Large NCHC contingent posed biggest challenge for NCAA committee in making tournament bracket

Providence and Boston College both ended up in the East Regional in Providence (photo: Melissa Wade).

College hockey bracketologists had a rough go trying to predict the 2015 NCAA men’s ice hockey tournament in a year where the selection committee had a tough time achieving its goals.

According to committee member Kevin Sneddon, head coach at Vermont, six teams making the field from the NCHC made the seeding of the tournament most challenging. But he said he feels the committee did a good job of maintaining integrity of the seedings while still creating matchups in each region that should draw solid crowds.

“I don’t think we had major challenges but the fact we had six [teams] from one conference; that poses a little bit of a debate,” said Sneddon.

The guidelines for seeding the tournament call for the committee to avoid matchups between teams from the same conference in the first round. However, if a conference has more than four entries, as is the case this year with the NCHC, that guideline can be overlooked.

The committee, however, was able to seed the tournament without having NCHC teams play in the opening round.

“The committee, over time, has really tried to avoid [intra-conference matchups],” said Sneddon. “We realized we could avoid it and thought that was important.”

In three of the four regionals, local teams could provide large crowds and a great atmosphere, something that looking at the field shows the NCAA paid close attention to. Boston University and Yale will both be playing in Manchester, N.H.; Providence and Boston College both will play in the East Regional in Providence. And North Dakota, as host, will play in front of a sellout crowd in Fargo, N.D.

That does leave the Midwest Regional in South Bend, Ind., as the one region where attendance could be a major issue. Top overall seed Minnesota State will play RIT and Omaha will face Harvard in that region.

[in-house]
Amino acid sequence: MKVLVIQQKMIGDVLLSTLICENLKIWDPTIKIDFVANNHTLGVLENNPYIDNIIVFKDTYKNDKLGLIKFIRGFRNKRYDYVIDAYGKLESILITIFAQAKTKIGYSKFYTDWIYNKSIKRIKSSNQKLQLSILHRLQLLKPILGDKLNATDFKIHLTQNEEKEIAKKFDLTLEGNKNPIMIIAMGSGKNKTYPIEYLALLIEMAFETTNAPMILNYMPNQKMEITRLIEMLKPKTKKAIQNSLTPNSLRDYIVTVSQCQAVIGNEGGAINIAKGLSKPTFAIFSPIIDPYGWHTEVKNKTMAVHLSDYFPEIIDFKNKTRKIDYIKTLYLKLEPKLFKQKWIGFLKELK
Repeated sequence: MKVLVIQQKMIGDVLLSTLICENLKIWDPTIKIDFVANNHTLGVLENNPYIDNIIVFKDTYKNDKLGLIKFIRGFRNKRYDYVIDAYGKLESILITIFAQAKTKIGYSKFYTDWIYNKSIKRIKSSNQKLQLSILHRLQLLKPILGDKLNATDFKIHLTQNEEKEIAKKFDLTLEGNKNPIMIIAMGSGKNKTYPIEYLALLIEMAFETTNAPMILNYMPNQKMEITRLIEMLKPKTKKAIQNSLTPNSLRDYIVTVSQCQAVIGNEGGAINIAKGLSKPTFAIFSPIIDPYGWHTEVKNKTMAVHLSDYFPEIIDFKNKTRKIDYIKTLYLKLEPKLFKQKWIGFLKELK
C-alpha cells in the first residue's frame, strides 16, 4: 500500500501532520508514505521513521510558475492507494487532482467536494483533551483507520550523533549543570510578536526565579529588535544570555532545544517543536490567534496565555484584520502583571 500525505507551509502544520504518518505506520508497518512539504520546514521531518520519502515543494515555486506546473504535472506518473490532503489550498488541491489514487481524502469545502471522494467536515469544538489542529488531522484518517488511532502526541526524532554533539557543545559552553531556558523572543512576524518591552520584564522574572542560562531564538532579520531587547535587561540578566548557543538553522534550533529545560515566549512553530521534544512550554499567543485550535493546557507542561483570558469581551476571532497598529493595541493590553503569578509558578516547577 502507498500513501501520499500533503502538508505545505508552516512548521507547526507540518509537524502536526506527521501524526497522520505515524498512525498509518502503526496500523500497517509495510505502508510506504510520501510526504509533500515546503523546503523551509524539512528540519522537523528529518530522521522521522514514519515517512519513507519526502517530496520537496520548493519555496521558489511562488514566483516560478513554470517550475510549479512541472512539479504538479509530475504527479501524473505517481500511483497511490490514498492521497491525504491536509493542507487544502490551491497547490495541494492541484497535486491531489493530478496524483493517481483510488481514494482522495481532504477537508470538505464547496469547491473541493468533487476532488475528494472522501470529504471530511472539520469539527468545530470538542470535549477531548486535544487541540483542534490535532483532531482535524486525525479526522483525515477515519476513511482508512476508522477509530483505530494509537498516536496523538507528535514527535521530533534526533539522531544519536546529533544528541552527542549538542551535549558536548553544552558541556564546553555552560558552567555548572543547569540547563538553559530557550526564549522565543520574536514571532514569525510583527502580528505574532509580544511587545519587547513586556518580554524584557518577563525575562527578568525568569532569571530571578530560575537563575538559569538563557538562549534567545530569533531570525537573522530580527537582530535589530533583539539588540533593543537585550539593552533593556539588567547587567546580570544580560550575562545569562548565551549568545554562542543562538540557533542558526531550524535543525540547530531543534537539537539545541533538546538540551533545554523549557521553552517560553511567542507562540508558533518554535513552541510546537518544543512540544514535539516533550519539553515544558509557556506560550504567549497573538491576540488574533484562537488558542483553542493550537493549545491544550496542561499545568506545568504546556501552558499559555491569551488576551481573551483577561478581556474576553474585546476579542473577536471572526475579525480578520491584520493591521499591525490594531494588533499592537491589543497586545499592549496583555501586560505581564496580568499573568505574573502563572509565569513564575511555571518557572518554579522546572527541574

The good news for those teams, however, is that there has been a strong presale for tickets, which when combined with the fans of the four schools that will travel there should create a decent crowd and atmosphere.

That, however, wasn’t the top priority in seeding that region.

“That South Bend regional in terms of [seeding] numbers is right where it should be,” said Kristin Fasbender, associate director of championships and alliances for the NCAA and operations manager for the Division I men’s hockey championship. “Minnesota State being that No. 1 overall seed, [we] tried to make sure that they [face] the 16 [seed] and that they have the eighth and ninth seeds [in that regional] as well.”

One of the biggest challenges that the committee faced this year might have been conflicts that were created for committee members. Four of the six members — North Dakota athletic director Brian Faison, Minnesota associate AD Tom McGinnis, Michigan Tech coach Mel Pearson and Yale senior associate AD Wayne Dean — all had to recuse themselves at one point in the process because their respective teams are playing in the tournament.

That left Sneddon, Fasbender and Army coach Brian Riley as the only three who could see the entire process through from start to finish.

“If a committee member had a team involved, when it came down to bracketing and making those decisions, they weren’t involved,” said Fasbender. “We don’t want anyone to feel that they have to make a decision on [which team] is coming to play them.”

This could be one of the final times that the NCAA tournament is seeded in four different regions. Committee chair Faison said last week that the committee may look at having the early games of the tournament played at campus sites, with the higher team earning the right to host. That exploration was confirmed on Sunday by Fasbender.

“[Moving to campus sites] is something the committee talks about every year in terms of attendance numbers,” said Fasbender. “The committee will continue to talk about it. Other [NCAA] sports that have predetermined regional sites are having the same conversations.”